New Technologies

new tech

My workplace is similar to many other corporate environments. In that, there are different individuals with a variety of skills and abilities. Working with technology is my passion. Most people who are familiar with this industry know that technology changes at a rapid pace. And while the basic structure of a house (a building with a door, walls, and a roof) has essentially remained the same for  centuries, the appearance of some of the earlier software applications have no semblance to later versions of the same application.

An example of this is the Microsoft (MS) Office suite product. When the organization that I worked for at the time decided to upgrade from Office 2003 to Office 2007, the IT department faced a lot of opposition. Office 2003 had a menu driven toolbar and Microsoft decided to convert to a ribbon-based platform for Office 2007. Because the appearance of the newer 2007 version of MS Office was significantly different, IT encountered a lot of resistance from the user-population. Despite all the training, there were some individuals who managed to get approval to keep the older version of the software on their computers. And it took an additional year or so before everyone in the company was converted to Office 2007.

This upgrade to Office 2007 did have some disappointing results. Many users voiced their disapproval from the beginning. The mindset amongst users was that some departments had too many existing and pending documents in the system that upgrading to a new office suite application could have resulted in the loss or corruption of needed information. IT presumed that “motivation” would evolve via the use of the new system. This is reminiscent of the psychologists who asserted that motivation is not necessary during the development process because it is the use of the application, in this case, that would yield knowledge (Driscoll, 2005, p. 311).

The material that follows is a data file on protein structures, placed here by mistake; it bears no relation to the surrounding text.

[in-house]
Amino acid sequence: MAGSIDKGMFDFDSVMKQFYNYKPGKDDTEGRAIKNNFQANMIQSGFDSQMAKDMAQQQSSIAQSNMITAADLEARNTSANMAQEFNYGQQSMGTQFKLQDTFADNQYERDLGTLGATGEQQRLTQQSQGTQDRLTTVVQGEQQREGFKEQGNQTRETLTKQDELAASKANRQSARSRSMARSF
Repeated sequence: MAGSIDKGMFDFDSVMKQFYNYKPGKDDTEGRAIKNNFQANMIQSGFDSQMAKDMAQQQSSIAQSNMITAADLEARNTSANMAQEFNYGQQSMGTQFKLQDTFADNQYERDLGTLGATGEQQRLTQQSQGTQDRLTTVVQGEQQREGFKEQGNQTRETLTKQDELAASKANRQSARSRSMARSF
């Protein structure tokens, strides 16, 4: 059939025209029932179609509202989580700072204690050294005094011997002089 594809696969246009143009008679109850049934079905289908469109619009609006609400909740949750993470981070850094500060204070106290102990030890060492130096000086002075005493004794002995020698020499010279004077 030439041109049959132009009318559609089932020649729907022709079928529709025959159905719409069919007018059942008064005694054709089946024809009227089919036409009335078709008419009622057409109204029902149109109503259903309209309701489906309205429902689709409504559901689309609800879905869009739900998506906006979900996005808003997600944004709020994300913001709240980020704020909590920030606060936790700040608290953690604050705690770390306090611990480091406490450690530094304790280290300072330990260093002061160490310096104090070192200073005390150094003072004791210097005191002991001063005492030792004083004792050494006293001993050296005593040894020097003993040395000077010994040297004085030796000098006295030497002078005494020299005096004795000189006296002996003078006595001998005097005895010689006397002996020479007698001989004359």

The ARCS model that was created by Keller (Driscoll, 2005) focuses on motivation and the key to effective learning. According to Keller, students become engaged during the learning process which has to be initiated and sustained by the learner. The ARCS model is learner-focused and is predicated on the four categories; attention, relevance, confidence, and satisfaction (Driscoll, p. 333). The model reflects that the learning process starts by igniting the interest and curiosity of the student. It is necessary for there to be some type of relevance to the learner’s experiences because the familiarity of the topic as it relates to the student’s goals and motives serves as a catalyst to spark confidence and satisfaction in the student.

Conducting training sessions that were tailored to the specific needs of the departments could have helped to maximize the number of successful conversions to Office 2007 at my organization. In addition, training classes could have been held in the corporate training lab which would allow the students to remotely access their computers at their offices. This hands-on training would have allowed the employees to access their documents during the training session so that the learner could witness how to maneuver around their actual documents. This process could have matched the student’s motives while showing the learners how they were directly responsible for their achievement which could have produced a more positive result. Using the principles of ARCS when devising a project plan to introduce new technology in the workplace can change motivation of the staff and encourage success.

References:
Driscoll, M. P. (2005). Psychology of learning for instruction (3rd ed.). Boston, MA : Pearson Education.

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5 thoughts on “New Technologies

  1. Renee,